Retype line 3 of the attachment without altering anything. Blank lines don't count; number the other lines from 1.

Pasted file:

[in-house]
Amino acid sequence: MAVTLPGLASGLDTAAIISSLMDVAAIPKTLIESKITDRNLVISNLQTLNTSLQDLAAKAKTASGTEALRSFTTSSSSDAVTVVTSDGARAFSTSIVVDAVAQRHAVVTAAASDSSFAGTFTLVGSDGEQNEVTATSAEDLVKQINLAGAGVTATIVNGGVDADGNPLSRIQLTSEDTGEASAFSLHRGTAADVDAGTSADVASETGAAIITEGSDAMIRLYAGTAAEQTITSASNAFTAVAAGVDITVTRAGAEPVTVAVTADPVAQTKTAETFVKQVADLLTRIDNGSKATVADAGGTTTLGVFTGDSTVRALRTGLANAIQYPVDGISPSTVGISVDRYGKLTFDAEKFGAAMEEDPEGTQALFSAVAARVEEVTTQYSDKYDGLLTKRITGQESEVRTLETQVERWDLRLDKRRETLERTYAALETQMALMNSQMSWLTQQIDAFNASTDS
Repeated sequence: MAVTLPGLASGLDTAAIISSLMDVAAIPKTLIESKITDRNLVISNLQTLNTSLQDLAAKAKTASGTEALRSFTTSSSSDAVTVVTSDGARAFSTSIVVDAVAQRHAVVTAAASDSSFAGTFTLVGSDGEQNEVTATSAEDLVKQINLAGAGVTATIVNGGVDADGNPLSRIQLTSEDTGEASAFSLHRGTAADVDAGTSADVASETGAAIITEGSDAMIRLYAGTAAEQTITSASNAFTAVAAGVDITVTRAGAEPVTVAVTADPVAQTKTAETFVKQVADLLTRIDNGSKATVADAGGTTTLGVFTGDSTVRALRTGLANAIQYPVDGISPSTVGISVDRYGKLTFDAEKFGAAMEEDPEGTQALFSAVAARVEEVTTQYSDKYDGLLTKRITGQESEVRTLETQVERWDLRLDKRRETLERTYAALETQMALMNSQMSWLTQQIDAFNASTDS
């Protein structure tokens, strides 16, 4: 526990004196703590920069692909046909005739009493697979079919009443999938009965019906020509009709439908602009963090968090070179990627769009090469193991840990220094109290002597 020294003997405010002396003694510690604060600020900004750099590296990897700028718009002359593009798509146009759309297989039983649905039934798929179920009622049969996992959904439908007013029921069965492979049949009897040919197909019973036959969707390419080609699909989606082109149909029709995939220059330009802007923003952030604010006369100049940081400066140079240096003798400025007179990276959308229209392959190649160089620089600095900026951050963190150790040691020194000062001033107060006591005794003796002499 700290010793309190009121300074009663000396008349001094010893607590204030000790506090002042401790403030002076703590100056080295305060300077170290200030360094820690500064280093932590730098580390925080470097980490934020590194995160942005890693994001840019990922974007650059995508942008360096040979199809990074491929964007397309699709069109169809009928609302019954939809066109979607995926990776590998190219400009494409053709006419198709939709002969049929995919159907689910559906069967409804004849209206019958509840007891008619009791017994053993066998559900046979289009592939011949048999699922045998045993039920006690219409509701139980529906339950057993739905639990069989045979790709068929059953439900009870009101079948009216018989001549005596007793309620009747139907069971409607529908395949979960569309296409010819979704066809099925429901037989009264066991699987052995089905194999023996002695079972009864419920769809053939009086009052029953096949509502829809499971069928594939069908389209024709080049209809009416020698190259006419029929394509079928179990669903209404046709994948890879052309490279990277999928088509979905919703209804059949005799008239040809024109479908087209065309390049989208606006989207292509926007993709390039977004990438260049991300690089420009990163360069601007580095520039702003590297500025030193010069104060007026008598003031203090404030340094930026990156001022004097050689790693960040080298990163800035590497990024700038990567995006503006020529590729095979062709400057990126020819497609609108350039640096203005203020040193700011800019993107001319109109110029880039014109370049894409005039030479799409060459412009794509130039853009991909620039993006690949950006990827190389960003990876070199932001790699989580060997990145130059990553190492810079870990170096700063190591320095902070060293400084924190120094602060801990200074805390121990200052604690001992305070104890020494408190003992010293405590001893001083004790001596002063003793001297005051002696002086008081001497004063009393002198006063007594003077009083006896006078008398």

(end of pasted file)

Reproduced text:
Repeated sequence: MAVTLPGLASGLDTAAIISSLMDVAAIPKTLIESKITDRNLVISNLQTLNTSLQDLAAKAKTASGTEALRSFTTSSSSDAVTVVTSDGARAFSTSIVVDAVAQRHAVVTAAASDSSFAGTFTLVGSDGEQNEVTATSAEDLVKQINLAGAGVTATIVNGGVDADGNPLSRIQLTSEDTGEASAFSLHRGTAADVDAGTSADVASETGAAIITEGSDAMIRLYAGTAAEQTITSASNAFTAVAAGVDITVTRAGAEPVTVAVTADPVAQTKTAETFVKQVADLLTRIDNGSKATVADAGGTTTLGVFTGDSTVRALRTGLANAIQYPVDGISPSTVGISVDRYGKLTFDAEKFGAAMEEDPEGTQALFSAVAARVEEVTTQYSDKYDGLLTKRITGQESEVRTLETQVERWDLRLDKRRETLERTYAALETQMALMNSQMSWLTQQIDAFNASTDS